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Behavioural Neurology
Volume 22 (2010), Issue 3-4, Pages 81-90

Different Views about the Nature of Gender-Related Asymmetries in Tasks Based on Biological or Artefact Categories

Guido Gainotti,1 Francesca Ciaraffa,1 Maria Caterina Silveri,2 and Camillo Marra1

1Center for Neuropsychological Research of the Policlinico Gemelli/ Catholic University of Rome, Rome, Italy
2CEMI, Policlinico Gemelli/ Catholic University of Rome, Rome, Italy

Received 24 June 2010; Accepted 24 June 2010

Copyright © 2010 Hindawi Publishing Corporation and the authors. This is an open access article distributed under the Creative Commons Attribution License, which permits unrestricted use, distribution, and reproduction in any medium, provided the original work is properly cited.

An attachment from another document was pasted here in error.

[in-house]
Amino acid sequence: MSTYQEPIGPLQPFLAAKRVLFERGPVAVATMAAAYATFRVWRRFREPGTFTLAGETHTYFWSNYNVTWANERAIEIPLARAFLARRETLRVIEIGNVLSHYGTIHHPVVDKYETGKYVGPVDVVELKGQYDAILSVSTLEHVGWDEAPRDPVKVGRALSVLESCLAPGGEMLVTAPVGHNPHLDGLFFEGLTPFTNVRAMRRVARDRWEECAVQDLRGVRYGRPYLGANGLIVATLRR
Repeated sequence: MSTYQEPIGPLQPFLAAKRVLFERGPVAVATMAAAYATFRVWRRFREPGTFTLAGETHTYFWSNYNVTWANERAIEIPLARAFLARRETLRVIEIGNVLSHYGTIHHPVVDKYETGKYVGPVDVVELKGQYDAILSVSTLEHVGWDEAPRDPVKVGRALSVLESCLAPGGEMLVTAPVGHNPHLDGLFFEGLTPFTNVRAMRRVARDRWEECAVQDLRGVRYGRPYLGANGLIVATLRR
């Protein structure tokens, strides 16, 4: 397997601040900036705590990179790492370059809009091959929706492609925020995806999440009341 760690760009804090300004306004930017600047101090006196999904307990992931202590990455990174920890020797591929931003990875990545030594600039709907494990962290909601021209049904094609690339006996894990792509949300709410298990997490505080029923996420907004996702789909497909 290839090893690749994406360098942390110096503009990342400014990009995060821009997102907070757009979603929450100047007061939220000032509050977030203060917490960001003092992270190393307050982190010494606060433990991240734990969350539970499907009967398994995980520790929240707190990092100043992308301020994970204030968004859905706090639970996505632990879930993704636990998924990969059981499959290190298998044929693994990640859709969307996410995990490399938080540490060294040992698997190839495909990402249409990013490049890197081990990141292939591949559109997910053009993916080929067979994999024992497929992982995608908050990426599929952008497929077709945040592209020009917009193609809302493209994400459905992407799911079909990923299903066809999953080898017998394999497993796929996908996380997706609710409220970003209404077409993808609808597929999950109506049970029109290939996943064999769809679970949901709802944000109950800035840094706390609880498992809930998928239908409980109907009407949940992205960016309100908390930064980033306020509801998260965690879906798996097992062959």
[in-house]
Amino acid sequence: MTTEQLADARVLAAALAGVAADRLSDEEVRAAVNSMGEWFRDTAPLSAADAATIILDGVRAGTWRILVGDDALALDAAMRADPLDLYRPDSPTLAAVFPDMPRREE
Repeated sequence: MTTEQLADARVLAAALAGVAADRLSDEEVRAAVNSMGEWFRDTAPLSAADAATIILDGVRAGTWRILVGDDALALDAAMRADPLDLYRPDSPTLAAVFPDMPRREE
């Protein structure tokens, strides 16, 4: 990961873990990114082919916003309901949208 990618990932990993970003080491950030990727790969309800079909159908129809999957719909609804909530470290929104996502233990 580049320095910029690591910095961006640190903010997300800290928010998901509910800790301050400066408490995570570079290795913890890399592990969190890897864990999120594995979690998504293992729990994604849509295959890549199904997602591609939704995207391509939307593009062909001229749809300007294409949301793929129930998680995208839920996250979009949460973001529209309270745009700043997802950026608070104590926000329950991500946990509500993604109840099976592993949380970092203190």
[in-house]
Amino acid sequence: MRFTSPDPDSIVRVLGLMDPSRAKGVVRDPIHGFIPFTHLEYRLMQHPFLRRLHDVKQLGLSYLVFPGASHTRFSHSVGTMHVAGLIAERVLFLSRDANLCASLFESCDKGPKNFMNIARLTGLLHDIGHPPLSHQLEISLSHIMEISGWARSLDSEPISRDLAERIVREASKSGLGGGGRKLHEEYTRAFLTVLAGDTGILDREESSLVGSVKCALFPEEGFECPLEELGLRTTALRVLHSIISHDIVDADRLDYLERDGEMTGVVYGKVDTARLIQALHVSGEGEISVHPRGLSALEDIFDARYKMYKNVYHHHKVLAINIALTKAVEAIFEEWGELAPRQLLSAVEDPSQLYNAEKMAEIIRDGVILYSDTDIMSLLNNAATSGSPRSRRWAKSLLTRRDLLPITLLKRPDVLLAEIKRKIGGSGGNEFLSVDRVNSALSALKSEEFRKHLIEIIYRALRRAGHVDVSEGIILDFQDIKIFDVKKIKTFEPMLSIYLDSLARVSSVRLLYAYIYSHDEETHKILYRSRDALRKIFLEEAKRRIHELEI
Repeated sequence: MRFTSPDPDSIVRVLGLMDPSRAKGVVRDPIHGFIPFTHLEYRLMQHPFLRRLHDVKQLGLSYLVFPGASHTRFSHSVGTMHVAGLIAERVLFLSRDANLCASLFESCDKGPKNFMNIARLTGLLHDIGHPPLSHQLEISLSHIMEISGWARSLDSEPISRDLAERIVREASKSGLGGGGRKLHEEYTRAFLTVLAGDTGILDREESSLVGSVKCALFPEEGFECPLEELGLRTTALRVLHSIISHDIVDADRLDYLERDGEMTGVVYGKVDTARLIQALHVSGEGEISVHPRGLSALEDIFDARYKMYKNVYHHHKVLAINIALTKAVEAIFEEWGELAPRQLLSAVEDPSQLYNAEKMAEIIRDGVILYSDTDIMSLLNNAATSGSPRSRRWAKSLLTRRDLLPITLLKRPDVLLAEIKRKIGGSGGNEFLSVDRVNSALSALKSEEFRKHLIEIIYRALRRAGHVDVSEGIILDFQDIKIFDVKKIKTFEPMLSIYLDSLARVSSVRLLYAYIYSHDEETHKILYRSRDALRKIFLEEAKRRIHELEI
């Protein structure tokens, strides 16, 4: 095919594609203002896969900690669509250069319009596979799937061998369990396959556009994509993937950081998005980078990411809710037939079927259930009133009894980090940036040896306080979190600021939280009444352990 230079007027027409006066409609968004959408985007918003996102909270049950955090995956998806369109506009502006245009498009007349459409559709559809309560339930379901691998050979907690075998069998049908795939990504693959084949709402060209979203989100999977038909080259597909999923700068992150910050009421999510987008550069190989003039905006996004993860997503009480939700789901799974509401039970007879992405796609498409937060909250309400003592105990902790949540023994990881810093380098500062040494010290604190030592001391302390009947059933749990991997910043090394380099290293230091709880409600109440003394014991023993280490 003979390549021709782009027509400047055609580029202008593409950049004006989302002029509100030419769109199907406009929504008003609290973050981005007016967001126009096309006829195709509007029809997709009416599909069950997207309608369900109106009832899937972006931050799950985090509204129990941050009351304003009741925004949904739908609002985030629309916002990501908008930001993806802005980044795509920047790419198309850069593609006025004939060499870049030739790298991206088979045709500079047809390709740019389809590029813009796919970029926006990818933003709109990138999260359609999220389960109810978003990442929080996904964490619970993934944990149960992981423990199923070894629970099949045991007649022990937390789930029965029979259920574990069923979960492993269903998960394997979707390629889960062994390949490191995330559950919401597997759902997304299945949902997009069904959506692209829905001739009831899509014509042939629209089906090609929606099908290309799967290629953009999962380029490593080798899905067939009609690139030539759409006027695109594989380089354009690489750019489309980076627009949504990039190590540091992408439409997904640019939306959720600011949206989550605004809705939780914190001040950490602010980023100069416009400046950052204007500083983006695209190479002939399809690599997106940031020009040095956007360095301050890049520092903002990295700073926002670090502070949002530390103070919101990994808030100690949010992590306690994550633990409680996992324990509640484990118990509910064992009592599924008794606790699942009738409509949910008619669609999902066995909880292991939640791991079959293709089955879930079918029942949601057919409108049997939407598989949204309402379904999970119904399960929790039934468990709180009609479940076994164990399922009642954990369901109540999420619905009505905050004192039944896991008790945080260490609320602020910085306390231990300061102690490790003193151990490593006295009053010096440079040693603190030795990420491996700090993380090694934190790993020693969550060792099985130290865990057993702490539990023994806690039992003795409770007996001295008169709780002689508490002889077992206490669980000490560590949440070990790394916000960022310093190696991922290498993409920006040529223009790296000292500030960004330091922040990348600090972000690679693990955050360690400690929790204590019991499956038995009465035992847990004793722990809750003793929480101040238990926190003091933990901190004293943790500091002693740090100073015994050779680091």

Sex-related asymmetries in the ability to process different semantic categories have been reported both in normal subjects and in brain-damaged patients, but the nature of these asymmetries is still controversial. Some authors suggest that these differences might be due to social-role related familiarity factors, whereas others attribute them to inborn neural differences rooted in evolution. Drawing in part on this second line of thought, some authors have suggested that gender-related asymmetries might be due to differences in stimulus processing between men and women, namely, to the tendency of females to focus mainly on perceptual features and of males to focus equally on both perceptual and functional features. To test this hypothesis, we asked 53 male and 65 female undergraduate students to evaluate the relevance of a number of perceptual and functional features in the representation of various kinds of biological and artefact categories. Contrary to the hypothesis, evaluation of the weight of different sources of knowledge in representing living and artefact categories was similar in males and females.